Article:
Ladies and gentlemen of the internet. Come on a journey with me to the dark side – a cavernous living room where there’s no focal point, where sofas sit facing each other… a world in which all of the pixels are dead! Witness the insufferable smugness!
We know them, we come across them in all walks of life – the uber-poseurs (the ones who know it really should be written über). They lean in to you over their flat white, and bristle your arm slightly with their elegantly tailored Belstaff coat as they smirk and say “Oh no, I haven’t got a television” BEFORE THEY’VE EVEN BEEN ASKED. You swear you didn’t ask the question, or even think it, but they’re desperate to tell you about it. They’re like the vegans of the entertainment world.
People who don’t watch tv these days remind me of good-time fun-loving Oliver Cromwell. No Christmas, no parties, no football, no theatre. A puritanical spirit that may have made sense 40 years ago when there were three channels all showing repeats. But now they’re cutting themselves off from such spectacle – amazing, important and rich cultural experiences. And was Oliver Cromwell a happy bunny? Well he’s not on record for smiling very much.
And shouldn’t life be about the pursuit of having a nice time, as best as you can, to totally misquote Jeremy Bentham? It’s so important it’s in the United States Declaration of Independence and the Americans are cheeful people. Loud, unnerving, and a bit frightening en masse, but resolutely cheerful. Like toddlers.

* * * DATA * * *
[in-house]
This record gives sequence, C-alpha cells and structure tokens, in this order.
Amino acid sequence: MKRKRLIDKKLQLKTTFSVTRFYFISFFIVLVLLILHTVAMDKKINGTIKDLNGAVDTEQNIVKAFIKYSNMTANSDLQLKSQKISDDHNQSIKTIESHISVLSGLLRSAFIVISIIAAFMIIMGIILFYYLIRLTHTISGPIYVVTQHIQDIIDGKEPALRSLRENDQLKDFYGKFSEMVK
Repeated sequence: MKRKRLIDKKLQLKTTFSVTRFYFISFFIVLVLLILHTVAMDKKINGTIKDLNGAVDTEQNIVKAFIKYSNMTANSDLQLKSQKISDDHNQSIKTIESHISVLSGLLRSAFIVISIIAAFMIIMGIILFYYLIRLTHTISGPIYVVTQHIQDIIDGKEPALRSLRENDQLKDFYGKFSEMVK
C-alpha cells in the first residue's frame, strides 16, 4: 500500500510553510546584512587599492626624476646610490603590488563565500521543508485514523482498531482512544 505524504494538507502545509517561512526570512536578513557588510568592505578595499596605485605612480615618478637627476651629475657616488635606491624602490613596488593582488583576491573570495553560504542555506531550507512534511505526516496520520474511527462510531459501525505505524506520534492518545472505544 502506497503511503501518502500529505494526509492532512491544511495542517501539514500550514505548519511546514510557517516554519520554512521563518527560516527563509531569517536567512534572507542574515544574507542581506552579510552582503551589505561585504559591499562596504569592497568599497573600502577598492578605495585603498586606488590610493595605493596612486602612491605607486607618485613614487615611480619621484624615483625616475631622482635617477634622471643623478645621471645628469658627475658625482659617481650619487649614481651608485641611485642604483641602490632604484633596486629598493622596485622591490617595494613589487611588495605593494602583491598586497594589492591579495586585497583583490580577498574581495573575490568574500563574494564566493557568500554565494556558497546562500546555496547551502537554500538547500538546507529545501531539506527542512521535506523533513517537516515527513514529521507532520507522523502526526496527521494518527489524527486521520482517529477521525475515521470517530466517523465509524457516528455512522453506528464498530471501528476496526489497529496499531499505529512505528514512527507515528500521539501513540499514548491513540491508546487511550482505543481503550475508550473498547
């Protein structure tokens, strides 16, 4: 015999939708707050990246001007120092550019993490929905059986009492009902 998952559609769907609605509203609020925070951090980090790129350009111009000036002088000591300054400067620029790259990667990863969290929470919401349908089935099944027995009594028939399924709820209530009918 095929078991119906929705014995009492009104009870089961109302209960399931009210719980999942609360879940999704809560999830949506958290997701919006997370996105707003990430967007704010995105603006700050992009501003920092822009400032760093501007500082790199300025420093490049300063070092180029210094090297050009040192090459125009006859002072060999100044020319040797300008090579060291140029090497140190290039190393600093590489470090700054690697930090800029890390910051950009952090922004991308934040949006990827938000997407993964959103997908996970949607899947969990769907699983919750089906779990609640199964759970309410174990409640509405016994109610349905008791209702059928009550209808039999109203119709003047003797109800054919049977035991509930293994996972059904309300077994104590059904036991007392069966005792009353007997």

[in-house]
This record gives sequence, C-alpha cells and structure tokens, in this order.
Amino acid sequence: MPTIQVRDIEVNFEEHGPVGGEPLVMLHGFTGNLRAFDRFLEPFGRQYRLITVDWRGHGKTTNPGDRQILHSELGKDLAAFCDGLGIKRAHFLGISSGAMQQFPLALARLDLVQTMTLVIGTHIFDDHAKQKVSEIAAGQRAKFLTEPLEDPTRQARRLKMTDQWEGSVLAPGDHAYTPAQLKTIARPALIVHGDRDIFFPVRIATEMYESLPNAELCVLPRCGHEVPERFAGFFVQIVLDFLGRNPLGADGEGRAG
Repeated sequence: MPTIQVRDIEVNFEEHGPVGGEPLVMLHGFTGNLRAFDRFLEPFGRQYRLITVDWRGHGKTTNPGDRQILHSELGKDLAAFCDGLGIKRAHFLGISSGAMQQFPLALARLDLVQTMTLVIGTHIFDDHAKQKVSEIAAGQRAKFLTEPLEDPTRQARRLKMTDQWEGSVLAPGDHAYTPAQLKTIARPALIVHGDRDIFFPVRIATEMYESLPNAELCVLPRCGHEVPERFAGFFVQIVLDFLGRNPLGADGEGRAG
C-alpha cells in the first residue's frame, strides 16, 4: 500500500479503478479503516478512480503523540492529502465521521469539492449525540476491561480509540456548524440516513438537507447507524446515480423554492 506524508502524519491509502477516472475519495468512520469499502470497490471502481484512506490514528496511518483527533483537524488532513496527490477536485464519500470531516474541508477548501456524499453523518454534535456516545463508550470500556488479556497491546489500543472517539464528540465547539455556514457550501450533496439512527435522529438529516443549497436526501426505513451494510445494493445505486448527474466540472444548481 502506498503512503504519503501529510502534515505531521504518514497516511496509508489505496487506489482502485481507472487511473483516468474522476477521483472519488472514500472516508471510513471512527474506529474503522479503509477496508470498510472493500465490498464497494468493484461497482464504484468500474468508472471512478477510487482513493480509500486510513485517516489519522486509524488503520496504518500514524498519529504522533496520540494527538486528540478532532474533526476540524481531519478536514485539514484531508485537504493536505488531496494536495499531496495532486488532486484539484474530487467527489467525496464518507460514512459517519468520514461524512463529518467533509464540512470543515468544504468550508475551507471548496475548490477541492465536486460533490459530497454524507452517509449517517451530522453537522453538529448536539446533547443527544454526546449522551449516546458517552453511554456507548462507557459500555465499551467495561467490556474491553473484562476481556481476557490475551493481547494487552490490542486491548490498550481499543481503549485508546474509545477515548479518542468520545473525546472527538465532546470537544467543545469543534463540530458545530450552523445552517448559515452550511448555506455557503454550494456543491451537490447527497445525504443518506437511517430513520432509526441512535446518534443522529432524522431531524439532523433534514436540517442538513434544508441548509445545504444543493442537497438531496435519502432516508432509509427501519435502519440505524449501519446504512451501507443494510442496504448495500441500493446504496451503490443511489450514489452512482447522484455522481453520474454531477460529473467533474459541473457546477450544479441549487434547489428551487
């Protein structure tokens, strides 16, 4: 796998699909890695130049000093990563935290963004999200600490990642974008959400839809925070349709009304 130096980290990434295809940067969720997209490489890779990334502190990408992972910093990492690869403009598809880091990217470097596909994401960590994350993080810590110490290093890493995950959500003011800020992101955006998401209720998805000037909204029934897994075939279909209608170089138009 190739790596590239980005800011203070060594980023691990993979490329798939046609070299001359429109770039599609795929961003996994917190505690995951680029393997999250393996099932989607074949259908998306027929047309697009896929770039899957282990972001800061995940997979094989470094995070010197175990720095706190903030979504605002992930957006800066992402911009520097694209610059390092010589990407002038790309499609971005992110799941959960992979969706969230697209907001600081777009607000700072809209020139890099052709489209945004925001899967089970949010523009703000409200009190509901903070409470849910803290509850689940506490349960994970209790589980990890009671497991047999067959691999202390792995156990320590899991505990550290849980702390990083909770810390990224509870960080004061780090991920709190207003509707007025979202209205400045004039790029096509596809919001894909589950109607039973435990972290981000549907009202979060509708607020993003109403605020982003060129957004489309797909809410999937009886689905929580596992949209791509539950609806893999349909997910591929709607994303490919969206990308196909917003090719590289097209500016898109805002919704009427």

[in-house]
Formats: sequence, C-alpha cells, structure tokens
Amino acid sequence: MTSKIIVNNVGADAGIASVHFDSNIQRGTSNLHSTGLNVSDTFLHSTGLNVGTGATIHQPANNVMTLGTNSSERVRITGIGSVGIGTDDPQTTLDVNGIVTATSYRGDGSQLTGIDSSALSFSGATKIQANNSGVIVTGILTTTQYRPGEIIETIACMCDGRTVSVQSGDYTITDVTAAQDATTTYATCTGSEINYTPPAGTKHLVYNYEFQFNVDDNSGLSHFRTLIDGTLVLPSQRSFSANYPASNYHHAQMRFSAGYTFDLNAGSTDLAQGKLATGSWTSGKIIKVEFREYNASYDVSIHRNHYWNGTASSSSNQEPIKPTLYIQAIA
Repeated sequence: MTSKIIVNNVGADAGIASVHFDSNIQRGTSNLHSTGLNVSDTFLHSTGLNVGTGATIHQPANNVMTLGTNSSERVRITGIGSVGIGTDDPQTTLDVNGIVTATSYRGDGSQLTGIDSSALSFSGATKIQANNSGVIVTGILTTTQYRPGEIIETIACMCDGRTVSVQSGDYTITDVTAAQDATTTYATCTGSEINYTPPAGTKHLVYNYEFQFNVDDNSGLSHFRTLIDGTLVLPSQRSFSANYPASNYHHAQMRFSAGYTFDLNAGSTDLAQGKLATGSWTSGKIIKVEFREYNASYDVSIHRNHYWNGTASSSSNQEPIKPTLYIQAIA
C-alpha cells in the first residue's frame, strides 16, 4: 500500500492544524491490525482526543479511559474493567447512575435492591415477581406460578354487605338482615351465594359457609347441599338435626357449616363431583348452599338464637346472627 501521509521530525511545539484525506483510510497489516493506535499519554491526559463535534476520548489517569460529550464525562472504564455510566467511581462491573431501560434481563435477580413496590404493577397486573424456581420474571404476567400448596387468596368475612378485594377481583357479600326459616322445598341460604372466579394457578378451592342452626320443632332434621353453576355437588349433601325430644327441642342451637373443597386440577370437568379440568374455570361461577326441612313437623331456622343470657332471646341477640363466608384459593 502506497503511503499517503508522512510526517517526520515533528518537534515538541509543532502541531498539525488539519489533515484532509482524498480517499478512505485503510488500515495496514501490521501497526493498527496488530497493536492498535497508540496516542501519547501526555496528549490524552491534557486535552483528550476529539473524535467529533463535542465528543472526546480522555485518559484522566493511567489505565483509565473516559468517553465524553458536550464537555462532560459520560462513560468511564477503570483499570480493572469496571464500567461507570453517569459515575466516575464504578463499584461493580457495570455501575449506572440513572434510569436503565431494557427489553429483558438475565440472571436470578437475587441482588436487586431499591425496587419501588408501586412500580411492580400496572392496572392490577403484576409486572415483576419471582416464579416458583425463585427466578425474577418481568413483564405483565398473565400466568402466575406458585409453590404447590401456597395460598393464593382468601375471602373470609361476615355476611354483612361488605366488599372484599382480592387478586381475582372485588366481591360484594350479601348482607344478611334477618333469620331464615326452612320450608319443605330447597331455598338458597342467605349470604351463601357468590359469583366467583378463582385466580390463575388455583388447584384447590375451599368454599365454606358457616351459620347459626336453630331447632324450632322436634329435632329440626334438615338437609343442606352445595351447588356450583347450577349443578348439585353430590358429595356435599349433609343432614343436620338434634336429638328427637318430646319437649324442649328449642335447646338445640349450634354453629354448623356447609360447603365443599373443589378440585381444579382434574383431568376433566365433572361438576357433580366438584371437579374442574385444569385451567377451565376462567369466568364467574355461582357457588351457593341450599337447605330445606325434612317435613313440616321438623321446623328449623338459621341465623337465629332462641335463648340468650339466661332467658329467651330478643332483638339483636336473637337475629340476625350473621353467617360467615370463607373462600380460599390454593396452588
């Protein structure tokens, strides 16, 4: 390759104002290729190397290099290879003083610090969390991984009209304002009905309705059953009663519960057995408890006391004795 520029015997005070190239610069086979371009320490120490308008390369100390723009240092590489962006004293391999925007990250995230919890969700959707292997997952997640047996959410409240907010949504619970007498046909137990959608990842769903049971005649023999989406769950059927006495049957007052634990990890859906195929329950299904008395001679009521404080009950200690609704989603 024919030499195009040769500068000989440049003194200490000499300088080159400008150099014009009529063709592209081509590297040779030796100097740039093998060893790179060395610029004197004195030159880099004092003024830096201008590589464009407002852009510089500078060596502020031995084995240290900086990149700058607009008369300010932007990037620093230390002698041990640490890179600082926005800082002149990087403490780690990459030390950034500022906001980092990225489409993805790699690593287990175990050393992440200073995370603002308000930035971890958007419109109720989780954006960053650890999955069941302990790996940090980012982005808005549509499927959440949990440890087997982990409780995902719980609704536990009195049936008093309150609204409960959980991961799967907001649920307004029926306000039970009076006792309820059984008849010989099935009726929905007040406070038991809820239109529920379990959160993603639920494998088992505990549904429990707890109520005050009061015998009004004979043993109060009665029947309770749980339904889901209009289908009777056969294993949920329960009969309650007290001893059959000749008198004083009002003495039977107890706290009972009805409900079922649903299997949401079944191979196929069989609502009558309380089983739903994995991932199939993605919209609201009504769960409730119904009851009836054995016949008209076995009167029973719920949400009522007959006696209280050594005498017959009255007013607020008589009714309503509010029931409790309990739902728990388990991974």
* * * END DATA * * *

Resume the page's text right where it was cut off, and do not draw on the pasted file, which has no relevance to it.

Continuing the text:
People who say “Oh no, I haven’t got a tv” or “I’m far too busy to watch tv” are looking down their noses at this terrible waste of time. This way of thinking used to be aspirational – even now, if someone asked you how many hours of tv you watch in a week you’d round the number down wouldn’t you? And it’s not just about passively sitting down for hours, which the news media keeps reporting on as worse for your health than smoking/ eating asbestos/ jumping out of a plane without a parachute. Hey at least with jumping you’d be getting a bit of exercise. All this time wasted in front of the gogglebox. It’s rotting your brain!
The aspirational middle classes kind of admire this old fashioned thinking – “Ooh the Fortescues at no.75 don’t have a telly! They’re very cultural! They say they don’t have time for telly between re-reading War and Peace, taking Tarquin to his riding lessons, hosting dinner parties and going to Shakespeare in the Park.” And fair enough, if you don’t have time to watch tv, if you’ve got hobbies or kids (people tell me it’s impossible to have both) this pastime might not be in your top 10 list of things to do but that doesn’t mean you can snub your nose at it. Honestly it’s not a waste of time.
It’s a golden age out there – Netflix, Amazon and HBO are all on the scene and making waves, showing the old terrestrial broadcasters that they need to raise their game. TV dramas are the new Godfather films, the new Lord of the Rings, the new Truman Capote. We are spoiled with such high quality and diverse offerings.
Do you remember when you muttered and sighed because your drama teacher wanted you to watch a subtitled French film? Hard luck buddy because now thanks to BBC4 and their Nordic Noir obsession everything that’s worth watching has subtitles. Give it 10 minutes to tune in and you’ll be entranced. If anything there are too many high-quality shows to keep up with them all. Watching tv isn’t about suffering through Gladiators on ITV on a Saturday night any more (although shows that you can watch with your brain turned off are still there and absolutely thriving.)
Trust me when I say there really is something for everyone. And there’s always something new and exciting to look forward to. Open the iPlayer or Channel 4 website. Don’t worry – no one will judge you. Say yes, enjoy more, and don’t cut yourself from what could be culturally rewarding experiences. And as Ollie Cromwell never said – be happy!